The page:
[Truncated abstract] This thesis provides an insight into the representations of trauma generated by slavery in selected novels of two contemporary French Caribbean writers: Maryse Condé and Gisèle Pineau. My research question is: how do representations of experiences of personal trauma in selected works of Condé and Pineau affect a cycle of dysfunctionality within the family unit? I borrow the term 'transgenerational trauma', coined by Nicolas Abraham, to describe this type of experience. Past studies have undertaken an in-depth analysis of trauma in Condé's and Pineau’s work. However, this study proposes to address the theme of trauma by focusing on depictions of the recurrence of family dysfunctionality in postcolonial Caribbean society. Contemporary scholars such as Bonnie Thomas and Nayana P. Abeysinghe have examined the representation of trauma in Caribbean literature. Thomas examines trauma and its transgenerational nature in Gisèle Pineau's Chair Piment (2002) and Mes Quatre Femmes (2007) and suggests that Pineau's work reflects the effects of slavery and colonisation which continue to define Caribbean identity. Abeysinghe examines the transmission of traumatic memory in the works of Condé and Pineau. Neither has looked at Condé's and Pineau's work in comparative perspective which allows to uncover how the Caribbean family unit, and in particular the Caribbean woman, has been affected by trauma across generations. Like Abeysinghe I also examine the transmission of traumatic memory. However, I examine transgenerational trauma as the catalyst for family dysfunctionality through the lens of Nicola King's rememory and Marianne Hirsch’s postmemory. Each chapter studies two novels from each author and five novels in total for each author...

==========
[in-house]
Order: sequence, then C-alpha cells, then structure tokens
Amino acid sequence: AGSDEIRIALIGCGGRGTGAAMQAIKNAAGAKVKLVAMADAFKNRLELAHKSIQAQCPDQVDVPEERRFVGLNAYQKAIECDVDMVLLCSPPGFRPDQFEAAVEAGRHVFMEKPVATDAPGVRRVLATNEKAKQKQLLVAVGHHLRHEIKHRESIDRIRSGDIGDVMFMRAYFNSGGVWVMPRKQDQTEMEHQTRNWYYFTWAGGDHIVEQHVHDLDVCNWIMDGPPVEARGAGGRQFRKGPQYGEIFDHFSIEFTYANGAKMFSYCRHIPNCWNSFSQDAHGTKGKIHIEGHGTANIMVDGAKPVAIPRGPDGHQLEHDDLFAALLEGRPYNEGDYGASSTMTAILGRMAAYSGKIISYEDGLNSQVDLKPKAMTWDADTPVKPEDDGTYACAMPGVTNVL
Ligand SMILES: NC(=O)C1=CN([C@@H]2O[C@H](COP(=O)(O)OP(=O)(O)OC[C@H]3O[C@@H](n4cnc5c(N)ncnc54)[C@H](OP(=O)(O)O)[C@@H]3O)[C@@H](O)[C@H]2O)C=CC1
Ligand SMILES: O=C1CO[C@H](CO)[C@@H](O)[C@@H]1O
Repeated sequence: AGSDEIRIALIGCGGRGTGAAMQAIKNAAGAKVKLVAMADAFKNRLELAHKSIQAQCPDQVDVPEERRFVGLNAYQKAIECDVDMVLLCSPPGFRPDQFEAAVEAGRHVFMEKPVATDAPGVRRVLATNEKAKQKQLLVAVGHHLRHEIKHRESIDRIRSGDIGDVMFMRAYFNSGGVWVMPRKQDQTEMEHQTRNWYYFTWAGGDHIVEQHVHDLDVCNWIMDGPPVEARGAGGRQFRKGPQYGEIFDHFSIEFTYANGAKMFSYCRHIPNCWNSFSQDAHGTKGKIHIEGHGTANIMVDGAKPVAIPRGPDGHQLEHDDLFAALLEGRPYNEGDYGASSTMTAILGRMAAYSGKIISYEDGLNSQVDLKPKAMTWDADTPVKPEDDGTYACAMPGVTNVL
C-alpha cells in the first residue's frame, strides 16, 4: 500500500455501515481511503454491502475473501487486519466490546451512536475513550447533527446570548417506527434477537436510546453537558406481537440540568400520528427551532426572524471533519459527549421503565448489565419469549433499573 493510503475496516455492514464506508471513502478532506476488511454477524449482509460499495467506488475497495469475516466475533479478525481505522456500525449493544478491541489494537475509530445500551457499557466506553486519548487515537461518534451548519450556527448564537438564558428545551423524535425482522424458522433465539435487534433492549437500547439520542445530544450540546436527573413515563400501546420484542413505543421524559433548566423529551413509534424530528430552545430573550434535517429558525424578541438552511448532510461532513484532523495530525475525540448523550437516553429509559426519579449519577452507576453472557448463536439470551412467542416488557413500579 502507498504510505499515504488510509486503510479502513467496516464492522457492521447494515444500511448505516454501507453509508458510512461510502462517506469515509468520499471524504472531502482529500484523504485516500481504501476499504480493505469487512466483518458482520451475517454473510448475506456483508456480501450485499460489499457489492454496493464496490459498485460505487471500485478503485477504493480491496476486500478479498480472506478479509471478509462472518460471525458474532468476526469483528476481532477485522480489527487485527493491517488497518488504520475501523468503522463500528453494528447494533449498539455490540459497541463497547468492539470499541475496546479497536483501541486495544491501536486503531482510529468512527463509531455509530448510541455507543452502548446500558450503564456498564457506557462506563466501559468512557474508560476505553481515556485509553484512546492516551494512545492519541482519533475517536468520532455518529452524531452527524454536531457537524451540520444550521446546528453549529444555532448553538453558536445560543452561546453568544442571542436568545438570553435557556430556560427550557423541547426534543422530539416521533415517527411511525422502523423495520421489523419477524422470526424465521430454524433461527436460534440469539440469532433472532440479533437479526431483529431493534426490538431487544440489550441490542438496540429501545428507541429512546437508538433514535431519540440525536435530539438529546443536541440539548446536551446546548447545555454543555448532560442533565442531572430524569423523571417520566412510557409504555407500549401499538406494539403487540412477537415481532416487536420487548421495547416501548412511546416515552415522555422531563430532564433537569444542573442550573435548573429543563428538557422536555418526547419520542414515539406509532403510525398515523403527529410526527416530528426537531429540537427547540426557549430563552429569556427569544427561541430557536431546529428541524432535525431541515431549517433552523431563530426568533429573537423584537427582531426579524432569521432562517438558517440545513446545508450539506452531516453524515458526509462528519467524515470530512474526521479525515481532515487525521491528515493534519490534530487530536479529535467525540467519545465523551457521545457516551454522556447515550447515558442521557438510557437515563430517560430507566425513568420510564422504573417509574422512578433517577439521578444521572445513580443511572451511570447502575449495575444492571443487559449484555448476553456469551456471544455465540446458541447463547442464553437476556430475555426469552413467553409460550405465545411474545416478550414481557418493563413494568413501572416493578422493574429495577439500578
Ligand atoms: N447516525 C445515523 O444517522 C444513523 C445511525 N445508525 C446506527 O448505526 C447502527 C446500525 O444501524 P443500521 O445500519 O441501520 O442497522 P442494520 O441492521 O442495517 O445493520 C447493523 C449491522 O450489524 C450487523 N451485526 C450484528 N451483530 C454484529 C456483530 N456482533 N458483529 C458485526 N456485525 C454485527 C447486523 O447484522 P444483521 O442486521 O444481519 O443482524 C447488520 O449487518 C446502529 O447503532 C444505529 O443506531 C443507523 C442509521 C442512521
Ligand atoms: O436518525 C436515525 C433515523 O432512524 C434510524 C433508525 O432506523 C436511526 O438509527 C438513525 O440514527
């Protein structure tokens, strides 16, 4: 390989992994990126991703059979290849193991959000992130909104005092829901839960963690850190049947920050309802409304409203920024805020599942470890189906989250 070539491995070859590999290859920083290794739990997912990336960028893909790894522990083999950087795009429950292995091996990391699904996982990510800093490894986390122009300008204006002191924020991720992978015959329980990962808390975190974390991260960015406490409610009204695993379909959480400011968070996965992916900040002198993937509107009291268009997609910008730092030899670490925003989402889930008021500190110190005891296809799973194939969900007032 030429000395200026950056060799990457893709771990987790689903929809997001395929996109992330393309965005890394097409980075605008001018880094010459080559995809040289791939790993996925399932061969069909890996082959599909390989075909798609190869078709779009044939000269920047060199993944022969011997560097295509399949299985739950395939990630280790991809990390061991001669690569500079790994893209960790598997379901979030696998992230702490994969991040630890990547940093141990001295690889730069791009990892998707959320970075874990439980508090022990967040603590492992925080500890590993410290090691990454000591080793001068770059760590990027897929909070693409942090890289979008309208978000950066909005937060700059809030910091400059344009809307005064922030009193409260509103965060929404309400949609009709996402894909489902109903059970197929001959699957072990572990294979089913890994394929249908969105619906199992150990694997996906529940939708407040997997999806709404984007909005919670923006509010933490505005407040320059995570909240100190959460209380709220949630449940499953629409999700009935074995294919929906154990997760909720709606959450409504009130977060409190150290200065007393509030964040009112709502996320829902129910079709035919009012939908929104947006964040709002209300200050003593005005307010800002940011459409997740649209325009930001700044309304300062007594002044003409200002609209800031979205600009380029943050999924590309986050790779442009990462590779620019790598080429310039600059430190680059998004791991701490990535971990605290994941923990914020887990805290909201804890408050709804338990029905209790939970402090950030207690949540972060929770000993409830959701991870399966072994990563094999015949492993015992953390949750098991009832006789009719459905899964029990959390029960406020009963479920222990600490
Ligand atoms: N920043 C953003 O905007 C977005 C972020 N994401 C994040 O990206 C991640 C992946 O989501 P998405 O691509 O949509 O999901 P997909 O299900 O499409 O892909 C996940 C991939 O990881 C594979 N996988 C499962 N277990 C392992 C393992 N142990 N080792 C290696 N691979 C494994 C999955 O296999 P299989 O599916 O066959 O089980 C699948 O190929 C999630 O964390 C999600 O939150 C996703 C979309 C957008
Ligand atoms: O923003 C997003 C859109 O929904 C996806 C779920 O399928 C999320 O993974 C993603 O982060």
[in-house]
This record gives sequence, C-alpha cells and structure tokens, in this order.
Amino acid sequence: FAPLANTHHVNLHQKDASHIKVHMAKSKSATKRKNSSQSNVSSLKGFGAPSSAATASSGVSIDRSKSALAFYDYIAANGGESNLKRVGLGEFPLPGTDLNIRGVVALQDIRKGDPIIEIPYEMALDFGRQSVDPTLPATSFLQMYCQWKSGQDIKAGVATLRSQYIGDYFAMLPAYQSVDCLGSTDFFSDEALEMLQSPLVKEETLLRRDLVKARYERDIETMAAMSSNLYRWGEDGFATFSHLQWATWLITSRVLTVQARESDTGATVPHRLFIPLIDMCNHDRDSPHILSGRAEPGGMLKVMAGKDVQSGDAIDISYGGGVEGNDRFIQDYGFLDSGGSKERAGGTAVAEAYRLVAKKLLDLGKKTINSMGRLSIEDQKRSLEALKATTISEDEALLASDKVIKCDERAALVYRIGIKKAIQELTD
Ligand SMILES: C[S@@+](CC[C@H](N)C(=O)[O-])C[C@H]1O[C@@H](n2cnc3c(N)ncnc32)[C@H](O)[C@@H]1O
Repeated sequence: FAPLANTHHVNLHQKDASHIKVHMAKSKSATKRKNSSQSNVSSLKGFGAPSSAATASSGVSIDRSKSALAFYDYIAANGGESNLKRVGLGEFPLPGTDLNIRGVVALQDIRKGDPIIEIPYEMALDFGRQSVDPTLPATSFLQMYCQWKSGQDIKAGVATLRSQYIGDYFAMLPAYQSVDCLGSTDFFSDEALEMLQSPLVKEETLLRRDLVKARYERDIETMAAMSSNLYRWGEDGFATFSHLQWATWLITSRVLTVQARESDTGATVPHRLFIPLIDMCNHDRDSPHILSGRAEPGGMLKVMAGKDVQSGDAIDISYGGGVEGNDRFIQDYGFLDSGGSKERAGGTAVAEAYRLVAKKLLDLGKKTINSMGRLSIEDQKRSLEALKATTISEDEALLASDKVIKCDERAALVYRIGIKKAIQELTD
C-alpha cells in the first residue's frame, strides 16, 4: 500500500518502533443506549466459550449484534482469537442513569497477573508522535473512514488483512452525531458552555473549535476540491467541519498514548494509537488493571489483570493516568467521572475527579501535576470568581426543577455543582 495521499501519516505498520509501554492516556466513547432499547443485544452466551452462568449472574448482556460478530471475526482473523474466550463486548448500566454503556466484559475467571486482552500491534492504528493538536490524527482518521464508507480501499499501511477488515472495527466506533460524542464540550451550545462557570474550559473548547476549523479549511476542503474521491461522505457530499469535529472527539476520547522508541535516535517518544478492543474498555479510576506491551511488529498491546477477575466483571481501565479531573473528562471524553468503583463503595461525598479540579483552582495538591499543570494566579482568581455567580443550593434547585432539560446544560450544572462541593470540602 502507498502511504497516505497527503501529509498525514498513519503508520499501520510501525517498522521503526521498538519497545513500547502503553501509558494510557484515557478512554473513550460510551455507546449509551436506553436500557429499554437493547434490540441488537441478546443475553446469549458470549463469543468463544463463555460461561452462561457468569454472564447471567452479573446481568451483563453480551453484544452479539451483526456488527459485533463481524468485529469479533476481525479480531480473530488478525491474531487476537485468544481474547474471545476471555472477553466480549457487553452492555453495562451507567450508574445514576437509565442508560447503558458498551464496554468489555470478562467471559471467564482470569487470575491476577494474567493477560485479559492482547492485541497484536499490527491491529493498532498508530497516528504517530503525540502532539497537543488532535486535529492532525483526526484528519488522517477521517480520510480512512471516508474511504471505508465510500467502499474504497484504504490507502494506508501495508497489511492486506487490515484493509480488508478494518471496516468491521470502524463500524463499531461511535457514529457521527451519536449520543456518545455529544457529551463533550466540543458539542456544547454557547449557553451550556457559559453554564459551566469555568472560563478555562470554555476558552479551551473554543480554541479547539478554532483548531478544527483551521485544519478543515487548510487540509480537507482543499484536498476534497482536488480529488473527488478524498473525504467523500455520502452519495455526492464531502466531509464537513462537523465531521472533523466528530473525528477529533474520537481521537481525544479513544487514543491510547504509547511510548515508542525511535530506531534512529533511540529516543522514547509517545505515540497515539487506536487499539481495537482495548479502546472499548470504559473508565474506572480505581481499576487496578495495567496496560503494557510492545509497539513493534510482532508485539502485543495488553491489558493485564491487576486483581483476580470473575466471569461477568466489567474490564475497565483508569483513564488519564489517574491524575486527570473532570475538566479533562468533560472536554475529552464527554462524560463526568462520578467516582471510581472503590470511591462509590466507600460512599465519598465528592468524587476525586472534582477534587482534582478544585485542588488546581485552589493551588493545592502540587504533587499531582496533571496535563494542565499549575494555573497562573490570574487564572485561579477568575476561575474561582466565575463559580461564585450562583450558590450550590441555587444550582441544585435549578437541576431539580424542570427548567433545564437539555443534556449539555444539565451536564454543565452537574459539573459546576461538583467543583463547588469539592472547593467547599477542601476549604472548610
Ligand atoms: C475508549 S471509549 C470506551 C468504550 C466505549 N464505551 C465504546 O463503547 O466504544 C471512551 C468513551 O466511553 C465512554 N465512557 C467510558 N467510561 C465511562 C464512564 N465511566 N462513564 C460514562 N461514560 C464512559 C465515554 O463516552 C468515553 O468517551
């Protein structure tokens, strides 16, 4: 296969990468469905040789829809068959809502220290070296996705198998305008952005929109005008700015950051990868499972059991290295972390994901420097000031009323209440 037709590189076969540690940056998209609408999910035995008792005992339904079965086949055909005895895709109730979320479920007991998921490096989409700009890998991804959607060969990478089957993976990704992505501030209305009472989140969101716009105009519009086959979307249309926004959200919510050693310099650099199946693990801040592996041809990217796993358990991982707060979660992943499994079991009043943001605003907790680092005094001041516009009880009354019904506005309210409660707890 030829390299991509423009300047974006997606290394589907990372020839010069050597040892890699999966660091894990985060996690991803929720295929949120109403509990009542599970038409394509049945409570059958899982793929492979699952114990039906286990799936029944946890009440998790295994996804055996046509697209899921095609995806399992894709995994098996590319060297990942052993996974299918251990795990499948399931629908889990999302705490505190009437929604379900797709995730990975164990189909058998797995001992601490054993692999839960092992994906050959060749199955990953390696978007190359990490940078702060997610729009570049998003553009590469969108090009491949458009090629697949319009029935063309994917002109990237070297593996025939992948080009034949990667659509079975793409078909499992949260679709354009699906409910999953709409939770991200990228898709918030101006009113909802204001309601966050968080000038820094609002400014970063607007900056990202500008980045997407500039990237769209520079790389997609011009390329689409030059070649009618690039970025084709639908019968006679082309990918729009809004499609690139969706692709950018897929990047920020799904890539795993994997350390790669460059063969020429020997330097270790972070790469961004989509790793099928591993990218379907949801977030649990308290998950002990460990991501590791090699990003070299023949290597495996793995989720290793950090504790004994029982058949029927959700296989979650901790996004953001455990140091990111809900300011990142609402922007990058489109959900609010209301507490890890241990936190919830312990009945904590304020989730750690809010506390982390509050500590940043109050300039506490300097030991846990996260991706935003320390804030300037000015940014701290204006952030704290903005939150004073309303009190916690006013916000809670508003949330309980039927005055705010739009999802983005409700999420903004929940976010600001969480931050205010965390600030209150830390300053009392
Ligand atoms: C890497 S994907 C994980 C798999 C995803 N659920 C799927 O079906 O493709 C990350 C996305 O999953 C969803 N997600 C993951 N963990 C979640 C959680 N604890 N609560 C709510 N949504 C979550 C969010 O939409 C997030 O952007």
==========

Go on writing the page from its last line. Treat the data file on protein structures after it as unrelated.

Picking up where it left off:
|Qualification||Doctor of Philosophy|
|Publication status||Unpublished - 2013|